Trump’s impeachment is too little, too late
Very few people are literate in the language of President Donald Trump. Within recent days, his under-the-table dealings with Ukraine and whistleblower complaints have pressured Nancy Pelosi, the speaker of the House of Representatives and democratic majority leader, to open up an official impeachment inquiry. While some might see this as another blip in the news cycle, Pelosi’s endorsement carries more political weight.
President Trump may have to enforce the laws of Congress, direct our military, be our chief diplomat and from time to time and sit in front of a camera and lie to us, but the current grounds for impeachment are not quite to my liking.
Are we truly executing the fullest extent of the law? Is it not a reflection of our hopes and values when a man so dangerous and volatile is brought to court not for his detrimental actions at home, but once again, only when some millionaire politician in Washington has the short end of the stick?
When the president rolled back water standards and allowed higher levels of asbestos to potentially leak into waterways, was that not a danger to the public? Was his neglecting to provide aid during Hurricane Maria and the consequential deaths in Puerto Rico not enough to show his complete disregard for Latino people?
Thanks to President Trump’s disproportionate tax cuts, oil and gas companies continue to boom, yet extreme weather events (caused by emissions from the fossil fuel industry) rage through our farmlands, causing slews of destructive flooding. The president claims to represent middle America, but his policies are destroying its way of life. His government might be able to sneak the construction of a seawall around oil facilities in Houston, but would poor neighborhoods like the North End be able to fend off the effects of massive floods?
President Trump’s support of the Saudis in the Yemeni civil war shovels taxpayer money into an oil-for-arms exchange, arming Saudi Arabia to the teeth. Many human rights analysts call it the first genocide of the century, and thanks to the president, American arms are being used. Is he truly representing our values, or supporting the slaughter of innocent Yemeni toddlers?
Private prisons have thrived under President Trump. He takes donations from political organizations that extract and exploit labor from vulnerable communities of color. Do we truly want the “Made in America” sticker to cost us only 14 cents per hour? Is this not a violation of some kind – moral or legal?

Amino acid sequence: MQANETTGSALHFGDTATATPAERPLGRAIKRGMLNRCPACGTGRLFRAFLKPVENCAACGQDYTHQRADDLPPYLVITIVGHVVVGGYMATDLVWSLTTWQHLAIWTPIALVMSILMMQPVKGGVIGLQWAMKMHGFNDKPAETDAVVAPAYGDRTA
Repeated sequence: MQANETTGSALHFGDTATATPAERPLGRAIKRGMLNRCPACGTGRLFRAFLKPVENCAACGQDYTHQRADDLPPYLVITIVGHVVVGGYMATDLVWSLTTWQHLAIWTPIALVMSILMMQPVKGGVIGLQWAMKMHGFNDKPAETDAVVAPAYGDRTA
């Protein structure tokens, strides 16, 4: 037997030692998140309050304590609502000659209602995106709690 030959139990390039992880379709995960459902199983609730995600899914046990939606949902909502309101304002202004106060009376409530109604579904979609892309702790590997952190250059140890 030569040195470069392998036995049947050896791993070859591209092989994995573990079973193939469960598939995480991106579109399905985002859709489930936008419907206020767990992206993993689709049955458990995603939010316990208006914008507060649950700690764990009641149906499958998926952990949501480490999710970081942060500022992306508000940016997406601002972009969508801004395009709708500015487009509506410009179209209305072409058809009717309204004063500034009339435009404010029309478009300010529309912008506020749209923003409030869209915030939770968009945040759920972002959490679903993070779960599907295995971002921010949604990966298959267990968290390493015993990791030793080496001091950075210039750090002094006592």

Are the deaths of hundreds of children in our schools enough for President Trump to be decisive on comprehensive gun reform? Or does he need to listen to the “financial incentive” that so many Trump supporters hail as the ultimate motivator? It shows that money means more to President Trump than the civil rights, health and mortality of his constituents. We view basic information through the smokescreen of partisanship, blind to the reality of the scientific world around us but too susceptible to propaganda to believe it.
Congress, as inefficient as it is, can’t even perform its one job: congressional oversight. This administration consistently refuses congressional document after document, despite subpoenaing officials and calls for testimonies. It seems as though the Republicans are preparing for an exit. They continue to rapidly appoint judges into circuits and seats all around the country, and that isn’t a political strategy for an expected win.
Yet, the premise of Donald Trump’s supposed demise does not come from the evil he has done unto this country, but the affairs of yet another conflict the disconnected and tyrannical military-industrial complex has dragged us into. The worst part is, while most of the Trump administration’s actions have been some variation of unconstitutional or illegal, a lot of them aren’t. Americans have restricted the laws of the land to a thin legal boundary in which people like President Trump thrive.
When someone who has pathologically endangered the lives of Americans reaches his potential downfall, one would think the moral consequence would be enshrined in law. However, we continuously bow down to one nation, under greed, indivisible, with exploitation and persecution for all. Trump and his cabinet might be juggling super PACs, billionaire donors and corporate conglomerates, but, I ask, who are the true jesters in the court of America?
Daniel Cody is a freshman journalism major who writes on topical politics and the discourse that follows. Find him on Twitter @danielhcody